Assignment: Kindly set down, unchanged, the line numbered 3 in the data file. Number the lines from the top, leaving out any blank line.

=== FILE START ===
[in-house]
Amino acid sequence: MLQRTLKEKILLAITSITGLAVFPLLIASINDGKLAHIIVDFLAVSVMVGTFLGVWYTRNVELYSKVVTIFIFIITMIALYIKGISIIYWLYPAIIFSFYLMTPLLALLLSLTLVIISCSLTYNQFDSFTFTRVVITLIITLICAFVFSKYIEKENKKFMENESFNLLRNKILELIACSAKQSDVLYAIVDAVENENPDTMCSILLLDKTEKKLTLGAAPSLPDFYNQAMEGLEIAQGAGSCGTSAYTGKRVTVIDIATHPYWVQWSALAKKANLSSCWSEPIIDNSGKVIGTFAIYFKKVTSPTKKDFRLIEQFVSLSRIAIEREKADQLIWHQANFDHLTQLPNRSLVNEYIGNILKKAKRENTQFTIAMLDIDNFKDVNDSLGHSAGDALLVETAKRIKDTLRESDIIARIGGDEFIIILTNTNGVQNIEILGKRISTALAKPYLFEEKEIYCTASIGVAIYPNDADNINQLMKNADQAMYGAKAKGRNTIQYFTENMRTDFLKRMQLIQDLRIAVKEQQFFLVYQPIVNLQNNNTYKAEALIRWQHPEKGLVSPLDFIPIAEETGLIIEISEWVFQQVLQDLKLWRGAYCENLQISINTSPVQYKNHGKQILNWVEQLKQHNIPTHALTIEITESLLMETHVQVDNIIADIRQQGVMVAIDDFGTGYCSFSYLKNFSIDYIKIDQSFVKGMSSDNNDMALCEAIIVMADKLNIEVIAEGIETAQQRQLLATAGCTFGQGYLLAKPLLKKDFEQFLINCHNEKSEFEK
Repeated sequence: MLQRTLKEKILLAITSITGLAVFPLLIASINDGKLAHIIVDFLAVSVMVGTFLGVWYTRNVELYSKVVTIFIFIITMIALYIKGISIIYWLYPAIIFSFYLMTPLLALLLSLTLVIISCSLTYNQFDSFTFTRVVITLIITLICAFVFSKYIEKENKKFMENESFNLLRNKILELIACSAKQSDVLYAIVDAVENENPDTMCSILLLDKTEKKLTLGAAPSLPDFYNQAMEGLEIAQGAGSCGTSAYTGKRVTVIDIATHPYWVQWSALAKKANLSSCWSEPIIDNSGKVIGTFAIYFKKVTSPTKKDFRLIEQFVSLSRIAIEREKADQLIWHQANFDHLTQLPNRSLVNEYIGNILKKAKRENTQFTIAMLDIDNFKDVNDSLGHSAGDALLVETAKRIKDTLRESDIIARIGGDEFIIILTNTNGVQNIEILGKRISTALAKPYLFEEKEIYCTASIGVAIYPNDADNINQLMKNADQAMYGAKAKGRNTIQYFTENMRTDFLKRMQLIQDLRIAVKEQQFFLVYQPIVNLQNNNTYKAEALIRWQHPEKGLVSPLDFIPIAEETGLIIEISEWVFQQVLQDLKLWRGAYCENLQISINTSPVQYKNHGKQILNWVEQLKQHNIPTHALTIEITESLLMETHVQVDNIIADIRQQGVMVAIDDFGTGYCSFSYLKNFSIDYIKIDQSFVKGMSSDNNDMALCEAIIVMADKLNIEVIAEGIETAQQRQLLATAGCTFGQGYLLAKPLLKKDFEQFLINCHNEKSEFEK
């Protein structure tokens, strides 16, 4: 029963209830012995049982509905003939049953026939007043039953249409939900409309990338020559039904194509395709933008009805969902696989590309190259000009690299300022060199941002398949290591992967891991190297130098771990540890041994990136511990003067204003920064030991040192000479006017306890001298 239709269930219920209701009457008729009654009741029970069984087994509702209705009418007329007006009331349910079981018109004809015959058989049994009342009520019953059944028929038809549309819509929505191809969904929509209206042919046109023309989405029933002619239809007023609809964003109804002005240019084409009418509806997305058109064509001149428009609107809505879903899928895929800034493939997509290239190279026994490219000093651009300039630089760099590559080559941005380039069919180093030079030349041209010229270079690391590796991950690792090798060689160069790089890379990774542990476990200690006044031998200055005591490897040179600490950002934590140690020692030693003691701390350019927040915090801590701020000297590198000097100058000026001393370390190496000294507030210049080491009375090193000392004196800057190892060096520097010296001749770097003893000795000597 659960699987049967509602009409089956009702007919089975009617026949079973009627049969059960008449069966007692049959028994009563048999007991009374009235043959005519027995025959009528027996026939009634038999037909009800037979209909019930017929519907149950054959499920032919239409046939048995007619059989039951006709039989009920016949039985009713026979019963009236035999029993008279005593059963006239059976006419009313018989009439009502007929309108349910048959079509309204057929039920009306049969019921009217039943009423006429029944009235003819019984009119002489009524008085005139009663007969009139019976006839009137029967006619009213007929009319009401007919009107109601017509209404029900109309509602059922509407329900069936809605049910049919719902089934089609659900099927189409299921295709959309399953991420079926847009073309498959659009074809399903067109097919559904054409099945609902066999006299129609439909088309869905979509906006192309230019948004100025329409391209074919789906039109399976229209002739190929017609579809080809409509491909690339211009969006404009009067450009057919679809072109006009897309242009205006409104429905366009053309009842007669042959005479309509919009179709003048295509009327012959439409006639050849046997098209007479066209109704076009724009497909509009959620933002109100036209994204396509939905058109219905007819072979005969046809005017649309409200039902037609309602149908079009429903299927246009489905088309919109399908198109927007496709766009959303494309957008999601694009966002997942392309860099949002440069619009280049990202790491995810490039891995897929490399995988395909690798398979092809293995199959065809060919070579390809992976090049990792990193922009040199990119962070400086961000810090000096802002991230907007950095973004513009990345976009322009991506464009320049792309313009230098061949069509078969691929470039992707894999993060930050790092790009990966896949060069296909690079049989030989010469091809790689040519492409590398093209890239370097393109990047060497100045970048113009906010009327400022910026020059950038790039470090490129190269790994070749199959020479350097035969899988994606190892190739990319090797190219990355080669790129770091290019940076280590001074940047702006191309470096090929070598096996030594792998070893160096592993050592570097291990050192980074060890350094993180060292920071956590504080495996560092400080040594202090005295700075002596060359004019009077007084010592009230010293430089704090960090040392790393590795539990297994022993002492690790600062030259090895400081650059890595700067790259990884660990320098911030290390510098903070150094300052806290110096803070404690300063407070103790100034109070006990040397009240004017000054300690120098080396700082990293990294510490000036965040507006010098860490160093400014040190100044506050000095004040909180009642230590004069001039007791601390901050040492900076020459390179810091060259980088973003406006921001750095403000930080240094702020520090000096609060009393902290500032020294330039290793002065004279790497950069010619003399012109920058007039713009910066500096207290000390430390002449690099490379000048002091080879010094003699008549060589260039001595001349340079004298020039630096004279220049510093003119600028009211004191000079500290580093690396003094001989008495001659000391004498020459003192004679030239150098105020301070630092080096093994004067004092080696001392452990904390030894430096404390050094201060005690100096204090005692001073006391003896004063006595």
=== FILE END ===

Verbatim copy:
Repeated sequence: MLQRTLKEKILLAITSITGLAVFPLLIASINDGKLAHIIVDFLAVSVMVGTFLGVWYTRNVELYSKVVTIFIFIITMIALYIKGISIIYWLYPAIIFSFYLMTPLLALLLSLTLVIISCSLTYNQFDSFTFTRVVITLIITLICAFVFSKYIEKENKKFMENESFNLLRNKILELIACSAKQSDVLYAIVDAVENENPDTMCSILLLDKTEKKLTLGAAPSLPDFYNQAMEGLEIAQGAGSCGTSAYTGKRVTVIDIATHPYWVQWSALAKKANLSSCWSEPIIDNSGKVIGTFAIYFKKVTSPTKKDFRLIEQFVSLSRIAIEREKADQLIWHQANFDHLTQLPNRSLVNEYIGNILKKAKRENTQFTIAMLDIDNFKDVNDSLGHSAGDALLVETAKRIKDTLRESDIIARIGGDEFIIILTNTNGVQNIEILGKRISTALAKPYLFEEKEIYCTASIGVAIYPNDADNINQLMKNADQAMYGAKAKGRNTIQYFTENMRTDFLKRMQLIQDLRIAVKEQQFFLVYQPIVNLQNNNTYKAEALIRWQHPEKGLVSPLDFIPIAEETGLIIEISEWVFQQVLQDLKLWRGAYCENLQISINTSPVQYKNHGKQILNWVEQLKQHNIPTHALTIEITESLLMETHVQVDNIIADIRQQGVMVAIDDFGTGYCSFSYLKNFSIDYIKIDQSFVKGMSSDNNDMALCEAIIVMADKLNIEVIAEGIETAQQRQLLATAGCTFGQGYLLAKPLLKKDFEQFLINCHNEKSEFEK